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TD Alan Kelly

Outrage from locals in Borrisokane as families living in direct provision face eviction, Dáil told

Labour TD Alan Kelly raised the issue in the Dáil yesterday.

THE DÁIL HAS heard of the “fury” from locals in Borrisokane, Tipperary, over the planned eviction of a number of families living in international protection accommodation. 

Labour TD for Tipperary, Alan Kelly told the Dáil yesterday that the asylum seekers who were welcomed into the community in 2019 are now being evicted, with some of them being told they will have to leave in July. 

He said most have qualified for the housing assistance payment (HAP) but that they cannot find anywhere to live in the local area.

In a statement today, Kelly said these people are left in a “very vulnerable situation” and do not want to move.

He added that the children involved are very upset at the thought of moving and having to start afresh again.

He said locals are “up in arms” over the news.

“If this happens… you will have a protest of a different kind. Uniquely and probably for the first time in Ireland you will have the town liaison committee and many people from surrounding areas will protest the way these asylum seekers are being treated and forced out of their accommodation,” Kelly said. 

In 2019, the town of Borrisokane made headlines after some locals u-turned in their response to the news that a direct provision centre was to be opened. 

As reported by the Irish Times, anger was initially expressed at a local meeting, but after members of the far-right National Party showed up in the town to protest against the direct provision centre, locals were “upset” and changed their approach.

Instead of protesting, they chose to set up a liaison committee to help integrate the asylum seekers into the community.

Kelly told the Dáil that there are now 96 asylum seekers in Borrisokane, including 20 families.

He said the majority have got status in recent years while a few have not. 

He added that among the group are 27 children in primary school, ten in secondary school and 11 at third level and said many of the adults are working.

“They are totally integrated. Mr. Sabelo Mavuso coaches underage soccer. He also set up a community garden in the town park.

“Guillema volunteers with the charity ALONE and Ase has just won the north Tipperary under-13 C hurling championship.

“These individuals are part of a range of other community activities. African Day was on recently when all the community came out to support them,” Kelly said.

2019 Agreement

Kelly noted that an agreement was made between the liaison group and the Department of Justice (which had responsibility for international protection accommodation services at the time) in 2019. 

He told the Dáil: “According to that agreement, if an international protection applicant for status was successful, any subsequent application by that individual to the local authority for financial assistance, i.e. HAP, to enable him or her to continue residing in the Riverside centre would be a very positive and long-term outcome of the community’s welcome and support.”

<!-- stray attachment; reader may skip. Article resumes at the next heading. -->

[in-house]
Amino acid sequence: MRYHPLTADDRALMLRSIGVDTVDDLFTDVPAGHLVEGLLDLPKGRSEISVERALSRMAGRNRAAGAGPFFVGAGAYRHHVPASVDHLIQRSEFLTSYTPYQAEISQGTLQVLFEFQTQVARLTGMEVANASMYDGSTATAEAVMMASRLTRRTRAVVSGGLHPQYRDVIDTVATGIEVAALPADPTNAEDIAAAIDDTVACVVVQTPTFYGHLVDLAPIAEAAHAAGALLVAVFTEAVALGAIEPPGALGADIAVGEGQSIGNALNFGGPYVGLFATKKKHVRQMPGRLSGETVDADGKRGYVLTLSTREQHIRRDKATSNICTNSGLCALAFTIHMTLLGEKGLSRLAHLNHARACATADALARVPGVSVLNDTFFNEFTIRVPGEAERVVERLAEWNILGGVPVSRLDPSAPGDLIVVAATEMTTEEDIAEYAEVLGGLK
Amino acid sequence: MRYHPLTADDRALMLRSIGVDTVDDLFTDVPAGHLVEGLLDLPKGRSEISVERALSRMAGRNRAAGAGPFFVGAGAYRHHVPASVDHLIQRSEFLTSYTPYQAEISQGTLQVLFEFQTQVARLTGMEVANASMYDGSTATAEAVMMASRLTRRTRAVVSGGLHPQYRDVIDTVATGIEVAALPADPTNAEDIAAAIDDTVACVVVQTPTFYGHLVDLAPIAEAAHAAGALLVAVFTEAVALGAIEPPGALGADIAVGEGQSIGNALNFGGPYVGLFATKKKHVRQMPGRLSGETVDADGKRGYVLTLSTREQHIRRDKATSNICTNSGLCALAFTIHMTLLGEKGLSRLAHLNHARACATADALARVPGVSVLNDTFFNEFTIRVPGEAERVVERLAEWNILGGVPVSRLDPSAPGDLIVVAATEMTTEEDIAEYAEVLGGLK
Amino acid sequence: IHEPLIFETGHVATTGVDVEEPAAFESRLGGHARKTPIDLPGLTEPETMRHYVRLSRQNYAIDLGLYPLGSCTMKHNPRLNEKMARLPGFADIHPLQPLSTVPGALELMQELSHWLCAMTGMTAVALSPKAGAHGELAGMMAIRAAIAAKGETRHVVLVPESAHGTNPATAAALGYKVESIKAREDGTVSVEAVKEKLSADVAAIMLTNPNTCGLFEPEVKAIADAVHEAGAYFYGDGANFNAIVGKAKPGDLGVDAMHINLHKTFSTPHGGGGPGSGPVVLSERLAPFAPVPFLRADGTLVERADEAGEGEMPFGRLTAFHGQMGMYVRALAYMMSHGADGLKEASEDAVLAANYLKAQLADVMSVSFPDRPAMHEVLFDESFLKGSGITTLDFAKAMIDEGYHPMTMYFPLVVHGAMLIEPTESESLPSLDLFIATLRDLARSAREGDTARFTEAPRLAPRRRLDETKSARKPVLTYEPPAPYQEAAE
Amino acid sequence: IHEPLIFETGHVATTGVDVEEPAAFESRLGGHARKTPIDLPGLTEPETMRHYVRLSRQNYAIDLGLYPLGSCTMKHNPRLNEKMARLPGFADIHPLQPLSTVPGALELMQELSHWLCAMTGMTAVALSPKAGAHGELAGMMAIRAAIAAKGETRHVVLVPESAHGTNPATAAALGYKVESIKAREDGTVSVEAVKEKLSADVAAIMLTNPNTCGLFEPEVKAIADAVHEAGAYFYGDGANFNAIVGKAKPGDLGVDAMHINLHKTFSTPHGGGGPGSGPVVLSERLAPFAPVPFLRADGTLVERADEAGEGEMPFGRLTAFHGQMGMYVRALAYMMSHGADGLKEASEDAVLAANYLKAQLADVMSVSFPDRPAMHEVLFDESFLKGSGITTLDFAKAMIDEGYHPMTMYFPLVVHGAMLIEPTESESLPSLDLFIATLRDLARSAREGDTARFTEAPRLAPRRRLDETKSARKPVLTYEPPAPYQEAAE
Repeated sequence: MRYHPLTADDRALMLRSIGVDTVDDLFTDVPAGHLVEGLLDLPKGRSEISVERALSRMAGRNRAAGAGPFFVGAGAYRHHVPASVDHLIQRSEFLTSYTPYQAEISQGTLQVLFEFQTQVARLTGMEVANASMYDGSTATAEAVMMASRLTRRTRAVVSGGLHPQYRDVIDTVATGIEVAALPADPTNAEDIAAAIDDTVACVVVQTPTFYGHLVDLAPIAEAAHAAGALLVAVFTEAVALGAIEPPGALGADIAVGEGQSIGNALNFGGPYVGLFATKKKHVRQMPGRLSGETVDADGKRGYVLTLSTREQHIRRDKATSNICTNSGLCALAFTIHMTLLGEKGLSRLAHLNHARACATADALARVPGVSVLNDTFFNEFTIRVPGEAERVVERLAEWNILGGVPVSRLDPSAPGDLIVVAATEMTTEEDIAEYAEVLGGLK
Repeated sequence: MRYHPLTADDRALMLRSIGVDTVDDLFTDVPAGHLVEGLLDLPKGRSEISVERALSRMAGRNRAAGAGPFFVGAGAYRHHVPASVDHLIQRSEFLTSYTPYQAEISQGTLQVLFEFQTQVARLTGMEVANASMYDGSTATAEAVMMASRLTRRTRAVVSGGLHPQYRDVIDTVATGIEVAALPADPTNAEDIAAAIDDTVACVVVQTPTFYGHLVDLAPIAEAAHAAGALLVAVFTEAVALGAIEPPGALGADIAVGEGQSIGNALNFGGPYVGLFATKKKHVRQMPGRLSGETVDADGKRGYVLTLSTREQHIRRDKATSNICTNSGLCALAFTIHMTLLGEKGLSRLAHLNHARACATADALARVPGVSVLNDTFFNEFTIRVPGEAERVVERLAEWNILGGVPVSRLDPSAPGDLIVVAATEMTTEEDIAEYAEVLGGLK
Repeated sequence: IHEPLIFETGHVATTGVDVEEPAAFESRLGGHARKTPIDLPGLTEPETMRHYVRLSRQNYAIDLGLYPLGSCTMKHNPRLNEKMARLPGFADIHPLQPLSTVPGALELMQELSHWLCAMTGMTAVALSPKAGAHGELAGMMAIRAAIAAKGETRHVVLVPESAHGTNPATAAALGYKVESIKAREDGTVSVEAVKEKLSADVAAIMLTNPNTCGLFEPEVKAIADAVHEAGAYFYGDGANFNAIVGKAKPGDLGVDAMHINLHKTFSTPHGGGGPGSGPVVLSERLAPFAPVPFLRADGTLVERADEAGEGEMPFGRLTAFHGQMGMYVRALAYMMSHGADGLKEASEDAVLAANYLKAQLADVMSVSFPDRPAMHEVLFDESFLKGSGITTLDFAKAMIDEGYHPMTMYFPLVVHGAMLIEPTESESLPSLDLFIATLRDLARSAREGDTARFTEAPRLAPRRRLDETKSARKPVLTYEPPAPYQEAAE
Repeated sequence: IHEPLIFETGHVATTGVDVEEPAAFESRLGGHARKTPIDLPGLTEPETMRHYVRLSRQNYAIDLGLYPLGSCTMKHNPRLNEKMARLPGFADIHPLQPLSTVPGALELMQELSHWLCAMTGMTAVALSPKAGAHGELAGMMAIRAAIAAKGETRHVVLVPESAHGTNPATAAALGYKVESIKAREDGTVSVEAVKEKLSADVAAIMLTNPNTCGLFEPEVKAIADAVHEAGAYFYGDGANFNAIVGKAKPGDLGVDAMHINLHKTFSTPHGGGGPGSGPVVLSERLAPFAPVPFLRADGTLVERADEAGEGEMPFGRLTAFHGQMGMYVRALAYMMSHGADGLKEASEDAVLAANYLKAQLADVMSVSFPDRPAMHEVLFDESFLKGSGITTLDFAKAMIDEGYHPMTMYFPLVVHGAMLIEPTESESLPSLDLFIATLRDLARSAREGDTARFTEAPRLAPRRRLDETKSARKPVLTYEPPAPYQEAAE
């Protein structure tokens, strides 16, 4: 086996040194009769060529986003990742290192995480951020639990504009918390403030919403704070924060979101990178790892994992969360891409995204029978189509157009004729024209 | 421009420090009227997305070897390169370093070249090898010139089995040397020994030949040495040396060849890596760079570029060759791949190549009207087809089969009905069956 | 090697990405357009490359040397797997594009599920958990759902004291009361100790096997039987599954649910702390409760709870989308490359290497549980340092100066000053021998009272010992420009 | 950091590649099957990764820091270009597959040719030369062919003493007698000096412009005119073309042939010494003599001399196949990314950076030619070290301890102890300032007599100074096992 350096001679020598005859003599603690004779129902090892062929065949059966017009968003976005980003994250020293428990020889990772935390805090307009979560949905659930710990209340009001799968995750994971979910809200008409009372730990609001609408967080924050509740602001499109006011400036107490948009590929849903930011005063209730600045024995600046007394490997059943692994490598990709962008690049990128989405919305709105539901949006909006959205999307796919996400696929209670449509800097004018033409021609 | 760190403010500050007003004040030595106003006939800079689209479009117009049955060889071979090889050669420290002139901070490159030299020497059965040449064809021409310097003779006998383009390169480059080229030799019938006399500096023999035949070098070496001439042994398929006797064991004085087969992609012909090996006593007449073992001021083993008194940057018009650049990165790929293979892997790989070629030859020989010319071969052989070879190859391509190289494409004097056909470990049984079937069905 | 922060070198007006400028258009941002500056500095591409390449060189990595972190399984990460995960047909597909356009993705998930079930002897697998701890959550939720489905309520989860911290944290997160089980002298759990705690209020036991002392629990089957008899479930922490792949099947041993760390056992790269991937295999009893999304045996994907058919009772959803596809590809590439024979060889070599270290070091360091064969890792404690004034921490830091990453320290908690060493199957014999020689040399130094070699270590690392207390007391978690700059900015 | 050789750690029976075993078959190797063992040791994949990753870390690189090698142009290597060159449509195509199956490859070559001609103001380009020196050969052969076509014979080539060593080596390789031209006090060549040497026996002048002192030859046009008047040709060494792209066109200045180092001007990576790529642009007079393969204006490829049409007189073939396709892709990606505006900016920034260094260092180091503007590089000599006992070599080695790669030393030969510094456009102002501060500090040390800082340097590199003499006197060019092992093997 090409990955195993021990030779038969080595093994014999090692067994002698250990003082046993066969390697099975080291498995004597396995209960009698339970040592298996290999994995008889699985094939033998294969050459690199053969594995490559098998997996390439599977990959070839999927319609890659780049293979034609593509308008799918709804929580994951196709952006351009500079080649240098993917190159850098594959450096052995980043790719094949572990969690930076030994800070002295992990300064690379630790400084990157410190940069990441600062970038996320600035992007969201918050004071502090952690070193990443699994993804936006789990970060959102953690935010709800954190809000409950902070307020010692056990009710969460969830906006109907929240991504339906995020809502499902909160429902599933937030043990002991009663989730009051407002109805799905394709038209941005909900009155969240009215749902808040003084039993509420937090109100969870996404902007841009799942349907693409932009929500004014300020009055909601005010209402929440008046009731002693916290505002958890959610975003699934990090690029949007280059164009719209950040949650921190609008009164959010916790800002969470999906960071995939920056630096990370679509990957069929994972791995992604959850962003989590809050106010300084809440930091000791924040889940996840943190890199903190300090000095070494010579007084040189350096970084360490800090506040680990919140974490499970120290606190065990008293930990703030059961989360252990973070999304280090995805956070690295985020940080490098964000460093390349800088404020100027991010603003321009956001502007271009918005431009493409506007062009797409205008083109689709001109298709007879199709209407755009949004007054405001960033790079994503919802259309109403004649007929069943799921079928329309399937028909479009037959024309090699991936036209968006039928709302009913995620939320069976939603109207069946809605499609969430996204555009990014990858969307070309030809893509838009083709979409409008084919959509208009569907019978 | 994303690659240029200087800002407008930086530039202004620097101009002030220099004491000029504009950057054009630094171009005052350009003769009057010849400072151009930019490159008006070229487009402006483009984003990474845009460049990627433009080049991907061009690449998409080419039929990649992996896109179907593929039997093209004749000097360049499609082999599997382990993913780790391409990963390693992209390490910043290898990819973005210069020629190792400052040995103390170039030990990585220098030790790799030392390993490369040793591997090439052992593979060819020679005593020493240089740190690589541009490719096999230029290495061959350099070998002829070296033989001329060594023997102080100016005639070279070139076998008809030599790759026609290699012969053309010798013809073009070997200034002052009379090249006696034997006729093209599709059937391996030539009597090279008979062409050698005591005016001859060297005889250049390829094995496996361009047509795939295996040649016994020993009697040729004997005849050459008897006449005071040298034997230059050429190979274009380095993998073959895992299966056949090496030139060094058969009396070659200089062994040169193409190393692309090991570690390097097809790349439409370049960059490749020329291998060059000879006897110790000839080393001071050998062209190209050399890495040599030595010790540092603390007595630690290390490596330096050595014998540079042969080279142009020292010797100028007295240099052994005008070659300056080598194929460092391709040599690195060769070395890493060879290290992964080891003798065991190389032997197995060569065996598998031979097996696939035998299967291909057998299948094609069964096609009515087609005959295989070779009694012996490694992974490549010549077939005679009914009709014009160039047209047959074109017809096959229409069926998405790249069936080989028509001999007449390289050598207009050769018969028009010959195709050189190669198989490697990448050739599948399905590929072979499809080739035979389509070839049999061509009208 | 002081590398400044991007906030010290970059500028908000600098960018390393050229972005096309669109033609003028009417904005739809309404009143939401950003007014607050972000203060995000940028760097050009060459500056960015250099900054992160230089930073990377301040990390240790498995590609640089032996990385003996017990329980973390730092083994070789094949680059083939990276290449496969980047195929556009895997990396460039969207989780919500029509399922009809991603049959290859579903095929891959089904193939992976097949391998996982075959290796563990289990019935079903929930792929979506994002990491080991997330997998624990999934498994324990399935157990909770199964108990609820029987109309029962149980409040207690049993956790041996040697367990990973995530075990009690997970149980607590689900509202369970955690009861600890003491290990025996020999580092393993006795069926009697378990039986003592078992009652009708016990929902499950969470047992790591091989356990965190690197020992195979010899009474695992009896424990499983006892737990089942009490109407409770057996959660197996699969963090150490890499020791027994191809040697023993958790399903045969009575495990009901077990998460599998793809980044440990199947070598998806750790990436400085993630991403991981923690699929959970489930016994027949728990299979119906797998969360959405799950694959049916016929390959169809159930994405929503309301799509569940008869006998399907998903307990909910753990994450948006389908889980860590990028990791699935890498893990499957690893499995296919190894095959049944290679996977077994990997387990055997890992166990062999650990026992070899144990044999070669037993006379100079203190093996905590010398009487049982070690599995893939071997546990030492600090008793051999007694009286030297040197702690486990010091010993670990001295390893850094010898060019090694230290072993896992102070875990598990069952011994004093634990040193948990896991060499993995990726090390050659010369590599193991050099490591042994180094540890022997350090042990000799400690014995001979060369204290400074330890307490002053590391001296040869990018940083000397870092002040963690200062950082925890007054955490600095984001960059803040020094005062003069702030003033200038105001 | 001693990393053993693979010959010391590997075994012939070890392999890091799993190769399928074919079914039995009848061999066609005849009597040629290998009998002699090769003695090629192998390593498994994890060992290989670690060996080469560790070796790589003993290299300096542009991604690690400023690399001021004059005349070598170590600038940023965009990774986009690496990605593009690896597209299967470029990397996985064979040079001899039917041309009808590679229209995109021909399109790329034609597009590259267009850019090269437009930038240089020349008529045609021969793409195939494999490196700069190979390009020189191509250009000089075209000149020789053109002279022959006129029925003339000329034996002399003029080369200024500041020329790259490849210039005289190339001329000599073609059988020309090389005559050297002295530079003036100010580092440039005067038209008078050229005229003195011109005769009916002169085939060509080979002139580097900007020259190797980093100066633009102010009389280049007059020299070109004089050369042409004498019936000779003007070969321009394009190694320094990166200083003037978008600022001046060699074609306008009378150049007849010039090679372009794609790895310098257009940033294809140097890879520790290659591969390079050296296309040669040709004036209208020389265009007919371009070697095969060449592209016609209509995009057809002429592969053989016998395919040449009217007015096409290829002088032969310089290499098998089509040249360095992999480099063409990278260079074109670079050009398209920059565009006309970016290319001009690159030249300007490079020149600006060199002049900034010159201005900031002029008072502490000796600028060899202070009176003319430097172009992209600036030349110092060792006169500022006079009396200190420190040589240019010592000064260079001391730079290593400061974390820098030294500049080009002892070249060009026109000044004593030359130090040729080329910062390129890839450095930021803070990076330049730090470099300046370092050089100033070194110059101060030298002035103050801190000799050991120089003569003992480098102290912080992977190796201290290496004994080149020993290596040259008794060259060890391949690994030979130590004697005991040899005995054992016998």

Kelly said the word of the Government “has to stand”.

He asked: “What are we telling other communities where a progressive change has taken place and asylum seekers have been taken on board? What are we saying to other communities if the word of the Department is not kept?”

In response, Minister of State in the Department of Integration Joe O’Brien said:

“Those families, who in July 2024 will have reached two years with status, have been advised of transfer in Borrisokane to alternative accommodation in July 2024. Each family was notified in writing of this in February and March 2024.

“In recent months, officials have held a number of in-person meetings with those impacted and advised that a transfer to alternative accommodation was under consideration.”

He added that when the Riverside accommodation centre opened at the end of 2019, 7,683 people were accommodated in IPAS accommodation.

This compares to over 30,000 people being accommodated currently.

Kelly responded: “The point I am trying to make here is, given the situation and given what was agreed, why can the Department not ensure for all of these people who qualify for HAP that in some way there is agreement as regards the differential between what potentially is a commercial charge by this company to the Department and what these people are able to pay with HAP?

“Why can an arrangement not be made to help these people?”

He added: “These are vulnerable people. There are so many children involved here. They are totally integrated into the town and the town is not going to let them down.”

O’Brien said that notwithstanding the letter Kelly had, it is “unfortunately the case” that there have been other situations around the country where “because international protection applicants have been in IPAS accommodation and because the community have been supportive, the community has not been happy when we have had to move them.”

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